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  • Julia Blackwell

Mindful Mornings

Updated: Jul 1, 2022

A show of hands for those who have had... shall we say, mindless mornings? Whether that entailed rushing out the door after having woken up fifteen minutes ago, scrolling through social media for what seemed like only a moment but then it's suddenly lunch time, or have been burdened by ruminating thoughts, it's safe to say we have all had our share of mindless mornings.

Oftentimes when people are faced with stressors of varying degrees, our emotions and minds become at least a bit frazzled or we may feel disconnected. With this unbalance, we tend to focus on the area of pain or tension, be it mental, emotional, physical, or spiritual. It makes sense that our ability to focus on the present moment becomes challenging.


During counselling sessions, sometimes the discussion leads into considering what is supporting the continuation of the presenting issues, both the good, bad, and the ugly. For some, adjusting one's routine can be helpful in targeting on a specific time of the day to focus on strengthening it. The evening routine is a great option for those struggling with sleep, whilst addressing the morning routine provides an opportunity to "start the day off right" and then experience some rippling effects throughout the remainder of the day.

But what is mindfulness? Mindfulness is a buzz word is recent years, but its Buddhist roots are at least 2550 years old! Mindfulness gradually integrated with Western medicine and psychology in the 1950s and 1960s, and it is important to note the mindfulness we typically experience here in Canada differs from its original ancient and spiritual roots. For this article, however, key points about mindfulness to keep in mind include present-moment awareness, nonjudgmental observation, and acceptance for what is.


So, what are the benefits of sprinkling a little bit of mindfulness into our mornings? Mindfulness has been found to be a game-changer for improving or managing our emotions and behaviour (aka self-regulation), reducing reactivity, reducing anxiety and stress, improving our memory and cognition, improving our physical health and relationships. There are many more benefits of practicing mindfulness that you may browse through the references at the end of the article, otherwise I welcome you to dig more into mindfulness or inquire with myself.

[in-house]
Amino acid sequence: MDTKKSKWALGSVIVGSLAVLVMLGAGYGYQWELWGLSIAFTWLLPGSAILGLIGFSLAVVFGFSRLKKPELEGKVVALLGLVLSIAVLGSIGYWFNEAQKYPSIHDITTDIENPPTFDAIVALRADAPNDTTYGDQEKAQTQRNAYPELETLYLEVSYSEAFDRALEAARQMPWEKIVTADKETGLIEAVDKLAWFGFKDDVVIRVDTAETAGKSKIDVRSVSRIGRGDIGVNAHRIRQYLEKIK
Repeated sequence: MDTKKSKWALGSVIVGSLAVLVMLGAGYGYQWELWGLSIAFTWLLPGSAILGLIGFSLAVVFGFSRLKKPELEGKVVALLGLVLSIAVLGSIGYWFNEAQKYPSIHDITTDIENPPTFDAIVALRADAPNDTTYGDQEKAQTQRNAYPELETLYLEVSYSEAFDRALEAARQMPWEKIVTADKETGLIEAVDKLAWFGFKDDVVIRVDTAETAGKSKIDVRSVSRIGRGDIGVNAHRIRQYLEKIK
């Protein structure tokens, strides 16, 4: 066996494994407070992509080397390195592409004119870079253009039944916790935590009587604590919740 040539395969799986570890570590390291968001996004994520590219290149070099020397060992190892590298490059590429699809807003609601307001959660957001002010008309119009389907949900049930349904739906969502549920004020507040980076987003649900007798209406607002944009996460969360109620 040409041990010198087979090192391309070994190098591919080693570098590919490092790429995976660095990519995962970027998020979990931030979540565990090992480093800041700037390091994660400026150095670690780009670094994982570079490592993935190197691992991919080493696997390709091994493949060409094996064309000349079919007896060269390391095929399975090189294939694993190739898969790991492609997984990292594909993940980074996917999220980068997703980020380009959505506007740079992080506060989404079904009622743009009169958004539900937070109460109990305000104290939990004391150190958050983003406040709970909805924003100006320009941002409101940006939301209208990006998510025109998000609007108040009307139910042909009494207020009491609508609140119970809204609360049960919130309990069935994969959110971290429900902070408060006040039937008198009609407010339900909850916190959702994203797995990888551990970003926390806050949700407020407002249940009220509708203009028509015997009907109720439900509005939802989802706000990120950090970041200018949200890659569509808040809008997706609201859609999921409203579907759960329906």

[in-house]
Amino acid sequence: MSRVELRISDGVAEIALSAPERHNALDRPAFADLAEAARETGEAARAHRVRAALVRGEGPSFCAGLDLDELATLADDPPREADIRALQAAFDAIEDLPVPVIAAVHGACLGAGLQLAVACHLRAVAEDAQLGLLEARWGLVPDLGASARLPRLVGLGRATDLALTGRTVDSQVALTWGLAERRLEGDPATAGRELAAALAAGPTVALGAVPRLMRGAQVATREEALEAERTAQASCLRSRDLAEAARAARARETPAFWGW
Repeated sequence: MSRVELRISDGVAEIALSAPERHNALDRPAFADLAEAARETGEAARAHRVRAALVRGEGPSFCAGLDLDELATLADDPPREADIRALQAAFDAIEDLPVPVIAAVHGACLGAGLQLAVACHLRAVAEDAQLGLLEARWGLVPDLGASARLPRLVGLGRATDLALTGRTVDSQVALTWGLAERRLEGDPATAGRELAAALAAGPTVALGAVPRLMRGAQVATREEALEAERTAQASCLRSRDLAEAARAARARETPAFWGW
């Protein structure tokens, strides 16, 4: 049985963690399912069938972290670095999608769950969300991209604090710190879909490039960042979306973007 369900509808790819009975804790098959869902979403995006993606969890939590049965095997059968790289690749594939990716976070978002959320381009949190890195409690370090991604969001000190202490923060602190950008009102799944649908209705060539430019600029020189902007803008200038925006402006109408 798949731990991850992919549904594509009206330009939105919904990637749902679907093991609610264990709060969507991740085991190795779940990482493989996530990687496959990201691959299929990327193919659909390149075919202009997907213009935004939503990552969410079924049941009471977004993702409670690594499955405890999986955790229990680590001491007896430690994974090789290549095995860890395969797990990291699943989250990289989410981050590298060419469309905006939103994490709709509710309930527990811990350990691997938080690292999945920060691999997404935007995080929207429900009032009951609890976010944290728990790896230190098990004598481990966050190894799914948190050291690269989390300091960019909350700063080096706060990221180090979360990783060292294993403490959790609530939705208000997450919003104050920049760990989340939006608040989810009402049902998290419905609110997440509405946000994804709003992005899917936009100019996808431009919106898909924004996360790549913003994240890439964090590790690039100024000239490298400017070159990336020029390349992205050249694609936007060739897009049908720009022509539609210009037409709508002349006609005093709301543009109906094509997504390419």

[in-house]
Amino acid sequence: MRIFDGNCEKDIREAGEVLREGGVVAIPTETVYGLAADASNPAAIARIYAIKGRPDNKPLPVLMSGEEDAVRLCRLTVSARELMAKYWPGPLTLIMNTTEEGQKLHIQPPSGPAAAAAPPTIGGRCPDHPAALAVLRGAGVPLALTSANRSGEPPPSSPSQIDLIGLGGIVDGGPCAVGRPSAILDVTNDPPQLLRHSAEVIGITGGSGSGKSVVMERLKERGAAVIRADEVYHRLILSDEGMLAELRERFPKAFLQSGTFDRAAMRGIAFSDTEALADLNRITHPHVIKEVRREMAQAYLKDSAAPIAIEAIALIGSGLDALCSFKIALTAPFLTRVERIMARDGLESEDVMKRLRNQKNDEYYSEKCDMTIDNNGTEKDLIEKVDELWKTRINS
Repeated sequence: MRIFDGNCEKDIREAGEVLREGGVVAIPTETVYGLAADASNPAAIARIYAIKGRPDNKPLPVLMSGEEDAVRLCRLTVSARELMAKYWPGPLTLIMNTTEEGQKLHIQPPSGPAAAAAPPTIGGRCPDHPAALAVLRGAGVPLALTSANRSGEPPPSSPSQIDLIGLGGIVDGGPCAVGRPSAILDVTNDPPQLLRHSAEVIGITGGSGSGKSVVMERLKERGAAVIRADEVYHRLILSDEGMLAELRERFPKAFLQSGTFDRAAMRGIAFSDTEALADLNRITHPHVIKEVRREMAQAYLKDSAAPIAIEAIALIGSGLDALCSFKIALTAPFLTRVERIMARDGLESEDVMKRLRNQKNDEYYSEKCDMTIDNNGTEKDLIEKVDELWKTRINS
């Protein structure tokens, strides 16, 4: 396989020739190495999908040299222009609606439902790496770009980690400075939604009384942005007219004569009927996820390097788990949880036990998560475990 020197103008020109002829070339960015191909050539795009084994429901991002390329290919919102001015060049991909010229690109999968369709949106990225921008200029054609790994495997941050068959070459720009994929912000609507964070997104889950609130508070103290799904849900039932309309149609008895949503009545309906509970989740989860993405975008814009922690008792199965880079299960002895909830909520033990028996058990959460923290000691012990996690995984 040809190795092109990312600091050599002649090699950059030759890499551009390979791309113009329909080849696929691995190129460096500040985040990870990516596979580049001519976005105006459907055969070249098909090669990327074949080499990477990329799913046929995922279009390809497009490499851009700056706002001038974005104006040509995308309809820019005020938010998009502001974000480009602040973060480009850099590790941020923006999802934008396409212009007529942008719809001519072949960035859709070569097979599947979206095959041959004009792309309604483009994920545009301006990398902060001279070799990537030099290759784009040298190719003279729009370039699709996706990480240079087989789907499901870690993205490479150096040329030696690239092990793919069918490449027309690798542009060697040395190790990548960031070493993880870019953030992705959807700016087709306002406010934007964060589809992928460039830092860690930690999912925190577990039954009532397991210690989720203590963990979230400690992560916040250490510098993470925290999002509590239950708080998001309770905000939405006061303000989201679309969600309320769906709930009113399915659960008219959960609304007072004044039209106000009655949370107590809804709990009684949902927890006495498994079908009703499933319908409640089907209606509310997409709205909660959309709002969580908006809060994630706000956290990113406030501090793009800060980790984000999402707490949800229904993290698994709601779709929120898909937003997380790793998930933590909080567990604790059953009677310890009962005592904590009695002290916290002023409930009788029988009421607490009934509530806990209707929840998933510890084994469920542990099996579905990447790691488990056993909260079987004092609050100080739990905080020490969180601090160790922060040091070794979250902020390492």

Another great thing about mindfulness is that it can be applied to just about anything! Oftentimes mindfulness is attached to practicing meditation and yoga, but mindfulness can be experienced in many other ways. Mindfulness is a way of being, whilst meditation and yoga are actions or things we do that help us to practice mindfulness. We can mindfully wash the dishes, make the bed, brew tea or coffee, dance by yourself or with loved ones, create art, or even mindfully stay tucked under the covers.


Remember, mindfulness involves noticing the present-moment, awareness, and nonjudgement. No matter what you choose to do, find the opportunity to do so mindfully! If your gut feeling is to lay in bed, this may mean making the intention to do so but to stay in bed mindfully - no judgement, and being aware of the your current experience.


One great way to help ourselves to be present in the moment is to notice our five senses. So tomorrow morning, I invite you to notice the smell of your bedsheets, couch, or wherever you happen to wake up. Notice the textures. Slow down and savour each bite or sip at your first food or drink of the new day. Notice any sights and be curious of what you can see. Lastly, tune into what you may hear.


Of course the senses may depend on your unique abilities and sensitivities, so be mindful of that too. It may be helpful to focus on just one sense and to captive it fully. There is no expected time length to practice mindfulness, as again, it is a state of being. Mindfulness is something we continually return to practicing and strengthening. Like any skill, mindfulness takes time to practice, but over time, or perhaps even quickly, you may experience the benefits as you add mindfulness to your morning and the rippling effects throughout your day.


References

Keng, S., Smoski, M., & Robins, C. (2011). Effects of mindfulness on psychological health: A review of empirical studies. Retrieved from The National Library of Medicine.


Cherry, K. (2021). The benefits of mindfulness. Retrieved from Very Well Mind.


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